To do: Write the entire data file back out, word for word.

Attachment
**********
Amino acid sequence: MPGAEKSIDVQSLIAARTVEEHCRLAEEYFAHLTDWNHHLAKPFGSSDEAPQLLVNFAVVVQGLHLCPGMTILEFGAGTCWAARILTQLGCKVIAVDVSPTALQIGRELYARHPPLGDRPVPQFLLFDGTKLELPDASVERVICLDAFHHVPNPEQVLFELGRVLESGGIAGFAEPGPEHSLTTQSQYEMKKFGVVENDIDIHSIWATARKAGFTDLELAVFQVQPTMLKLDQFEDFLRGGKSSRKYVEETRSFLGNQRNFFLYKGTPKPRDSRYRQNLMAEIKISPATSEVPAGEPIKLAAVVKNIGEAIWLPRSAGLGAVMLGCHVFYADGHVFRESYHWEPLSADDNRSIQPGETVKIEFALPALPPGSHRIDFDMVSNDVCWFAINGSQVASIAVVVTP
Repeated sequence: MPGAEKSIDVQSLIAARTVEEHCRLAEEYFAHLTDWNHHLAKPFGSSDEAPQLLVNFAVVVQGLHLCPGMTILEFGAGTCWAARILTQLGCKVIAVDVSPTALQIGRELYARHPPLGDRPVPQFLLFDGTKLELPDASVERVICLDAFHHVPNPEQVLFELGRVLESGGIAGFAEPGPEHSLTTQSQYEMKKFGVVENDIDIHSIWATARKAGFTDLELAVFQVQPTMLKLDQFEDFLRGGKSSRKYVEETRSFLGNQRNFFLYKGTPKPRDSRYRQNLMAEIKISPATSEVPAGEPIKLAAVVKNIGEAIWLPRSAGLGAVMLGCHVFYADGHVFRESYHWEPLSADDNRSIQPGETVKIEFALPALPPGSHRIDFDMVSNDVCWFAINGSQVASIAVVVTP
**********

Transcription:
Amino acid sequence: MPGAEKSIDVQSLIAARTVEEHCRLAEEYFAHLTDWNHHLAKPFGSSDEAPQLLVNFAVVVQGLHLCPGMTILEFGAGTCWAARILTQLGCKVIAVDVSPTALQIGRELYARHPPLGDRPVPQFLLFDGTKLELPDASVERVICLDAFHHVPNPEQVLFELGRVLESGGIAGFAEPGPEHSLTTQSQYEMKKFGVVENDIDIHSIWATARKAGFTDLELAVFQVQPTMLKLDQFEDFLRGGKSSRKYVEETRSFLGNQRNFFLYKGTPKPRDSRYRQNLMAEIKISPATSEVPAGEPIKLAAVVKNIGEAIWLPRSAGLGAVMLGCHVFYADGHVFRESYHWEPLSADDNRSIQPGETVKIEFALPALPPGSHRIDFDMVSNDVCWFAINGSQVASIAVVVTP
Repeated sequence: MPGAEKSIDVQSLIAARTVEEHCRLAEEYFAHLTDWNHHLAKPFGSSDEAPQLLVNFAVVVQGLHLCPGMTILEFGAGTCWAARILTQLGCKVIAVDVSPTALQIGRELYARHPPLGDRPVPQFLLFDGTKLELPDASVERVICLDAFHHVPNPEQVLFELGRVLESGGIAGFAEPGPEHSLTTQSQYEMKKFGVVENDIDIHSIWATARKAGFTDLELAVFQVQPTMLKLDQFEDFLRGGKSSRKYVEETRSFLGNQRNFFLYKGTPKPRDSRYRQNLMAEIKISPATSEVPAGEPIKLAAVVKNIGEAIWLPRSAGLGAVMLGCHVFYADGHVFRESYHWEPLSADDNRSIQPGETVKIEFALPALPPGSHRIDFDMVSNDVCWFAINGSQVASIAVVVTP